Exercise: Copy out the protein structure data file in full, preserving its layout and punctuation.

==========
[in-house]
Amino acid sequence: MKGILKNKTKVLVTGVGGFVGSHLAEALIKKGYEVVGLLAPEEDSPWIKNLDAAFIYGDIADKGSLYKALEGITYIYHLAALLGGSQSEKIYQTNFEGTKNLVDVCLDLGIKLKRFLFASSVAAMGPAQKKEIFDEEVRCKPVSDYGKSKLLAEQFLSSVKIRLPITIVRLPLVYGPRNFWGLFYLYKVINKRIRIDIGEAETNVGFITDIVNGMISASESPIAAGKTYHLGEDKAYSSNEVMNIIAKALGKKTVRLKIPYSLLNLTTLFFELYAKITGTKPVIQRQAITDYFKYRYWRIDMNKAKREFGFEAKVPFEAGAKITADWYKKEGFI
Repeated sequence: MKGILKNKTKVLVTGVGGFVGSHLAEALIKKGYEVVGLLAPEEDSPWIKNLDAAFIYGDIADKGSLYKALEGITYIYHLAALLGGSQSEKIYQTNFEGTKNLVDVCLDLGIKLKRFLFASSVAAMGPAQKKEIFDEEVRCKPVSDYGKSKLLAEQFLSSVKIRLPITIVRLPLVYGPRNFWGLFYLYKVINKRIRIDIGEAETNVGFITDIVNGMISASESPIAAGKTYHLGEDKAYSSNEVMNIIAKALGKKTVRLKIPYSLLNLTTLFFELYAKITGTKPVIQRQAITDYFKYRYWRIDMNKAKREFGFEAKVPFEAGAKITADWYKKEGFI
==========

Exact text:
[in-house]
Amino acid sequence: MKGILKNKTKVLVTGVGGFVGSHLAEALIKKGYEVVGLLAPEEDSPWIKNLDAAFIYGDIADKGSLYKALEGITYIYHLAALLGGSQSEKIYQTNFEGTKNLVDVCLDLGIKLKRFLFASSVAAMGPAQKKEIFDEEVRCKPVSDYGKSKLLAEQFLSSVKIRLPITIVRLPLVYGPRNFWGLFYLYKVINKRIRIDIGEAETNVGFITDIVNGMISASESPIAAGKTYHLGEDKAYSSNEVMNIIAKALGKKTVRLKIPYSLLNLTTLFFELYAKITGTKPVIQRQAITDYFKYRYWRIDMNKAKREFGFEAKVPFEAGAKITADWYKKEGFI
Repeated sequence: MKGILKNKTKVLVTGVGGFVGSHLAEALIKKGYEVVGLLAPEEDSPWIKNLDAAFIYGDIADKGSLYKALEGITYIYHLAALLGGSQSEKIYQTNFEGTKNLVDVCLDLGIKLKRFLFASSVAAMGPAQKKEIFDEEVRCKPVSDYGKSKLLAEQFLSSVKIRLPITIVRLPLVYGPRNFWGLFYLYKVINKRIRIDIGEAETNVGFITDIVNGMISASESPIAAGKTYHLGEDKAYSSNEVMNIIAKALGKKTVRLKIPYSLLNLTTLFFELYAKITGTKPVIQRQAITDYFKYRYWRIDMNKAKREFGFEAKVPFEAGAKITADWYKKEGFI